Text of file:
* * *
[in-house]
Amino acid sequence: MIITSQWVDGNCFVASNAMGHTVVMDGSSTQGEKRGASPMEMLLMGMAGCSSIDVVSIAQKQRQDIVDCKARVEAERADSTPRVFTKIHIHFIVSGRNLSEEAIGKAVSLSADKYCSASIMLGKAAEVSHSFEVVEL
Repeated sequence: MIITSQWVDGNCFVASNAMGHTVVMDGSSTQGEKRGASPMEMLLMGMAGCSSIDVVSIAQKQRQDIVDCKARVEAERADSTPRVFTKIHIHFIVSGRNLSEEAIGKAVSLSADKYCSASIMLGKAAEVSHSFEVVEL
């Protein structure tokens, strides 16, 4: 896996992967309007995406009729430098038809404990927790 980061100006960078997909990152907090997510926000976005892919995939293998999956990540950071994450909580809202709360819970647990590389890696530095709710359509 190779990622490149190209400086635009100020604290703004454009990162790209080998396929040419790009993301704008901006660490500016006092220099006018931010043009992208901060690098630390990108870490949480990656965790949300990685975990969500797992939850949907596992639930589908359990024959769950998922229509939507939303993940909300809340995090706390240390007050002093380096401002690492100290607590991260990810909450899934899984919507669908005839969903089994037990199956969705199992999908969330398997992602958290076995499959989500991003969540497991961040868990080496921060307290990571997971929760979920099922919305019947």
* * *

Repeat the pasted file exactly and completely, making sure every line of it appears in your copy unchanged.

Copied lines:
[in-house]
Amino acid sequence: MIITSQWVDGNCFVASNAMGHTVVMDGSSTQGEKRGASPMEMLLMGMAGCSSIDVVSIAQKQRQDIVDCKARVEAERADSTPRVFTKIHIHFIVSGRNLSEEAIGKAVSLSADKYCSASIMLGKAAEVSHSFEVVEL
Repeated sequence: MIITSQWVDGNCFVASNAMGHTVVMDGSSTQGEKRGASPMEMLLMGMAGCSSIDVVSIAQKQRQDIVDCKARVEAERADSTPRVFTKIHIHFIVSGRNLSEEAIGKAVSLSADKYCSASIMLGKAAEVSHSFEVVEL
């Protein structure tokens, strides 16, 4: 896996992967309007995406009729430098038809404990927790 980061100006960078997909990152907090997510926000976005892919995939293998999956990540950071994450909580809202709360819970647990590389890696530095709710359509 190779990622490149190209400086635009100020604290703004454009990162790209080998396929040419790009993301704008901006660490500016006092220099006018931010043009992208901060690098630390990108870490949480990656965790949300990685975990969500797992939850949907596992639930589908359990024959769950998922229509939507939303993940909300809340995090706390240390007050002093380096401002690492100290607590991260990810909450899934899984919507669908005839969903089994037990199956969705199992999908969330398997992602958290076995499959989500991003969540497991961040868990080496921060307290990571997971929760979920099922919305019947």